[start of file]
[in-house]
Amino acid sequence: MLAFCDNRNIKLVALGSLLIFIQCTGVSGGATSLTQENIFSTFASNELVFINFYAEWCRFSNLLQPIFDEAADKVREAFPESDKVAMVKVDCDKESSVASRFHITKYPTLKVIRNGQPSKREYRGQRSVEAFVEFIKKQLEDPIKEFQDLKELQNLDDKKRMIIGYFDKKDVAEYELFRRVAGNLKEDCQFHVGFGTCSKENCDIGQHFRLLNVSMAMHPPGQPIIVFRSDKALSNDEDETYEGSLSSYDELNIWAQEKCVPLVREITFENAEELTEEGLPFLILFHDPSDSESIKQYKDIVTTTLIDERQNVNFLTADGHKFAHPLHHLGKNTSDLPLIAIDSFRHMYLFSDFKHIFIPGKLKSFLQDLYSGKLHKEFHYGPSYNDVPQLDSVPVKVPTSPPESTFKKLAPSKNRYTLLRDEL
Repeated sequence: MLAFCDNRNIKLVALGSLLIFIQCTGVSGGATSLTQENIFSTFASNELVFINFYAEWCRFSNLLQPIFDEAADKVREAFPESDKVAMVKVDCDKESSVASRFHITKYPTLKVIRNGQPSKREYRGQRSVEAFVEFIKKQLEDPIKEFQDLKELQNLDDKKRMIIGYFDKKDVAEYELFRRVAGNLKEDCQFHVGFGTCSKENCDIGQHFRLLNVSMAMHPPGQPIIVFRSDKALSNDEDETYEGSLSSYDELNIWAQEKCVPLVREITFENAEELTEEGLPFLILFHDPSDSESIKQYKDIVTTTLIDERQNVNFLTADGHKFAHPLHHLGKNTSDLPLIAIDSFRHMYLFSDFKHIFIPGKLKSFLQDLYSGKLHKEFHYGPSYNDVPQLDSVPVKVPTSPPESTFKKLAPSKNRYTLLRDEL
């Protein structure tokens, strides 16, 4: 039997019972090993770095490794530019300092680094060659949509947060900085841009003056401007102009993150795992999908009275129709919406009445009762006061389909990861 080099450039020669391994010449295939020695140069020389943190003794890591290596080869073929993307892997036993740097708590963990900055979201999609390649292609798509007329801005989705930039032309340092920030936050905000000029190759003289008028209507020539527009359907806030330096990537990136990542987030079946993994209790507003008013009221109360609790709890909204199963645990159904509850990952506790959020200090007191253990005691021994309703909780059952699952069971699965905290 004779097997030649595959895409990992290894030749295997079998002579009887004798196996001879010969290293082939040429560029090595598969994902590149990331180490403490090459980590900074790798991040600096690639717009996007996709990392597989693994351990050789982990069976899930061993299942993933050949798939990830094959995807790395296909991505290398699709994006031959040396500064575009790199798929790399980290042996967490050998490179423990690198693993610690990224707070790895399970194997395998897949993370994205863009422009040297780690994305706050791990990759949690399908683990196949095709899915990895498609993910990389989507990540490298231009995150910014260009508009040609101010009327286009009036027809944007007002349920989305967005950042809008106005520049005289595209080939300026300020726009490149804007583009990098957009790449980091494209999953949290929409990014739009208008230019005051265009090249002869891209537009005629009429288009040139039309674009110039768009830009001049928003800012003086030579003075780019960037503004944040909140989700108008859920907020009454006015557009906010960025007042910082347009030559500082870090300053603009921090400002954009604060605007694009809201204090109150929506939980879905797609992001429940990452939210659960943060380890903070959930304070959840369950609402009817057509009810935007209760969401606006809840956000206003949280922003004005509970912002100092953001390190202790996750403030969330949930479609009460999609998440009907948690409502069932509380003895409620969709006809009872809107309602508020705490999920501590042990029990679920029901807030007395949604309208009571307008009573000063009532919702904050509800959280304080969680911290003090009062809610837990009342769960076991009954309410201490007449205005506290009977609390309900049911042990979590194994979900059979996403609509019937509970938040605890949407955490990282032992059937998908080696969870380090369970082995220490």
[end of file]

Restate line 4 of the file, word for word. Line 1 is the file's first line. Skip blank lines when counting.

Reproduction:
């Protein structure tokens, strides 16, 4: 039997019972090993770095490794530019300092680094060659949509947060900085841009003056401007102009993150795992999908009275129709919406009445009762006061389909990861 080099450039020669391994010449295939020695140069020389943190003794890591290596080869073929993307892997036993740097708590963990900055979201999609390649292609798509007329801005989705930039032309340092920030936050905000000029190759003289008028209507020539527009359907806030330096990537990136990542987030079946993994209790507003008013009221109360609790709890909204199963645990159904509850990952506790959020200090007191253990005691021994309703909780059952699952069971699965905290 004779097997030649595959895409990992290894030749295997079998002579009887004798196996001879010969290293082939040429560029090595598969994902590149990331180490403490090459980590900074790798991040600096690639717009996007996709990392597989693994351990050789982990069976899930061993299942993933050949798939990830094959995807790395296909991505290398699709994006031959040396500064575009790199798929790399980290042996967490050998490179423990690198693993610690990224707070790895399970194997395998897949993370994205863009422009040297780690994305706050791990990759949690399908683990196949095709899915990895498609993910990389989507990540490298231009995150910014260009508009040609101010009327286009009036027809944007007002349920989305967005950042809008106005520049005289595209080939300026300020726009490149804007583009990098957009790449980091494209999953949290929409990014739009208008230019005051265009090249002869891209537009005629009429288009040139039309674009110039768009830009001049928003800012003086030579003075780019960037503004944040909140989700108008859920907020009454006015557009906010960025007042910082347009030559500082870090300053603009921090400002954009604060605007694009809201204090109150929506939980879905797609992001429940990452939210659960943060380890903070959930304070959840369950609402009817057509009810935007209760969401606006809840956000206003949280922003004005509970912002100092953001390190202790996750403030969330949930479609009460999609998440009907948690409502069932509380003895409620969709006809009872809107309602508020705490999920501590042990029990679920029901807030007395949604309208009571307008009573000063009532919702904050509800959280304080969680911290003090009062809610837990009342769960076991009954309410201490007449205005506290009977609390309900049911042990979590194994979900059979996403609509019937509970938040605890949407955490990282032992059937998908080696969870380090369970082995220490």